SAN FRANCISCO (KGO) -- The Exploratorium invites visitors to dive into the history, geography, and ecology of the Bay Area through curated observation. It's all part of the museum's enlightening exhibit, the Fisher Bay Observatory.
"In this room, the Bay Observatory, we do our work on climate and landscape," said Susan Schwartzenberg, the Senior Curator at the Exploratorium. "Bringing ideas to the public about this extraordinary place where we live."
The observatory is a gallery of exhibits, instruments, and artworks that uncover the San Francisco Bay Area's storied history through interaction and observation.
"One of the ways that the Fisher Bay Observatory involves people is by moving beyond its walls," said Shawn Lani, the Director of Studio for Public Places at the Exploratorium. "What we're talking about in that glass box is happening in their neighborhoods, it's happening along the waterfront, it's happening along places that they care about."
The indoor/outdoor exhibition showcases breathtaking views of the Bay to serve as an entry point for curiosity and observation. Visitors can access the same tools and methods that scientists utilize to gather information to help us understand our world.
"The interesting thing about the Bay Observatory is, unlike other rooms in the Exploratorium, it's full of light. So, when people come into the observatory, the first thing they do is dash to the window," said Schwartzenberg. "Everyone is fascinated with seeing the Bay. So, first people are stunned, and then they begin to slowly use our exhibits and learn a little bit more about how the landscape looks and is the way it is today."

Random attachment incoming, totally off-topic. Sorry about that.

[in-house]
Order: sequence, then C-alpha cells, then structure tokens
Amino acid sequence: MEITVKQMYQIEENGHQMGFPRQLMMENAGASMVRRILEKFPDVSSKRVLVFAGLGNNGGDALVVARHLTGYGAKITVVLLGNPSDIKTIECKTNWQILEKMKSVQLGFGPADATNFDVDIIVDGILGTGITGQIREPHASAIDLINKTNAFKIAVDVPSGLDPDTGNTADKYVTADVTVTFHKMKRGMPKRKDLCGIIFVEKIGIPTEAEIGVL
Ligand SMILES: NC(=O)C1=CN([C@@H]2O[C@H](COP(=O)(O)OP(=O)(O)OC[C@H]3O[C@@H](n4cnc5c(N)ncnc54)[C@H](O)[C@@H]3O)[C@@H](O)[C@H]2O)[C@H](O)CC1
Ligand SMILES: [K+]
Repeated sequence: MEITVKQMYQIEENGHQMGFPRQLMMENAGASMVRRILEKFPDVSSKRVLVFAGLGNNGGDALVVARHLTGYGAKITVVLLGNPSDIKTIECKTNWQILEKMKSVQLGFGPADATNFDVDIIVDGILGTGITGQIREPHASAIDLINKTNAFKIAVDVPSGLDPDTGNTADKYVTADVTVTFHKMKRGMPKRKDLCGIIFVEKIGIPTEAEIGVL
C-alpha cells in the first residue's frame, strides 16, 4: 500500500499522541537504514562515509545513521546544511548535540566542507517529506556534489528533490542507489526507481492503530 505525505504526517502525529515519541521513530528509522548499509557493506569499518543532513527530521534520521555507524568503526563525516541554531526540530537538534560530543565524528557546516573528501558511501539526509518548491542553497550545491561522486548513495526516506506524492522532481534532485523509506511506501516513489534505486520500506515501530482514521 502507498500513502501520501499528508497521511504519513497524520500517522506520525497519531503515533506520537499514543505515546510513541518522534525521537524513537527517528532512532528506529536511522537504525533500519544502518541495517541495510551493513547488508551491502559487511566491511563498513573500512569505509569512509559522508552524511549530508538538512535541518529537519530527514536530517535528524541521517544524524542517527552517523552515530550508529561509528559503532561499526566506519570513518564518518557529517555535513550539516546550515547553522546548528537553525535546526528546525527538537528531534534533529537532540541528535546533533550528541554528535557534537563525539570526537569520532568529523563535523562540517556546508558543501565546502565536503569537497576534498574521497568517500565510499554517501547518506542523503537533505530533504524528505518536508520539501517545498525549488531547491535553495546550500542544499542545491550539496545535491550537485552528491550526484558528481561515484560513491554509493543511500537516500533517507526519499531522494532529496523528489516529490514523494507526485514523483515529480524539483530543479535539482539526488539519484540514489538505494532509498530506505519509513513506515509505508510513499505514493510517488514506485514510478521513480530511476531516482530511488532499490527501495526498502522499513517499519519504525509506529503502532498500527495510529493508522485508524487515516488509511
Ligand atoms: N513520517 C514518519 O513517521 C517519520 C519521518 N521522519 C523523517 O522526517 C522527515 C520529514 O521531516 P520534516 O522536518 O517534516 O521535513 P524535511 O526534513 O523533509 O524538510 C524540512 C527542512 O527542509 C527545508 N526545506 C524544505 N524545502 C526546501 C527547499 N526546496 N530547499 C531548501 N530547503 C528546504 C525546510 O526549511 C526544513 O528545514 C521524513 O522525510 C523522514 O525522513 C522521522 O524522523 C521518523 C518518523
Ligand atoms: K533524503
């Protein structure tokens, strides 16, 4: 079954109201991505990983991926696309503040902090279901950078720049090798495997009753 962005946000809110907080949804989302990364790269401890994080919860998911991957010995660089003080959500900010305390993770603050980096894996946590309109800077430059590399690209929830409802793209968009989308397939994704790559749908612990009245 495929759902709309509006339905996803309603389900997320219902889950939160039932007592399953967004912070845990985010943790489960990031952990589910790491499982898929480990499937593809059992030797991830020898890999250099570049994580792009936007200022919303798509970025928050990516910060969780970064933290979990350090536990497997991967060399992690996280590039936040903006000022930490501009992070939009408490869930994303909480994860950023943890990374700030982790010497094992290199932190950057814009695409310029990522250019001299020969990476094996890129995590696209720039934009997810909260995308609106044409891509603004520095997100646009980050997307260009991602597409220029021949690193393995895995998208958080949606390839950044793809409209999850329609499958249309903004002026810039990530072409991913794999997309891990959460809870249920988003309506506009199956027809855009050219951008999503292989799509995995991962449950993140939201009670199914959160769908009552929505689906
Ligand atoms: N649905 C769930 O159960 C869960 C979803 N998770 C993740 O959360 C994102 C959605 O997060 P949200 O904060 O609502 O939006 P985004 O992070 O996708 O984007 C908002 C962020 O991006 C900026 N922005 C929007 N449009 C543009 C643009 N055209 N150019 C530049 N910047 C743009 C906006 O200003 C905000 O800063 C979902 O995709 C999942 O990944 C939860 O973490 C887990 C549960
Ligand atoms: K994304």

The observatory is a place where history and different perspectives intertwine for a nuanced approach to thinking about climate change.
"We can look to the past to really think about what our future is going to look like," said Emma Greenbaum, the Project Director of Climate and Landscapes at the Exploratorium. "We want to think about what kind of values should drive that transformation."
The conversation continues with the Exploratorium's program series "Conversations about Landscape" where artists, policymakers, community members and more can discuss various environmental topics.
"What I hear is people being really inspired," said Greenbaum. "I think we set up a place where people feel a bit more safe...to be exploring, to be thinking about how could this be different, how can I be a part of shaping where my community is and where we're going."
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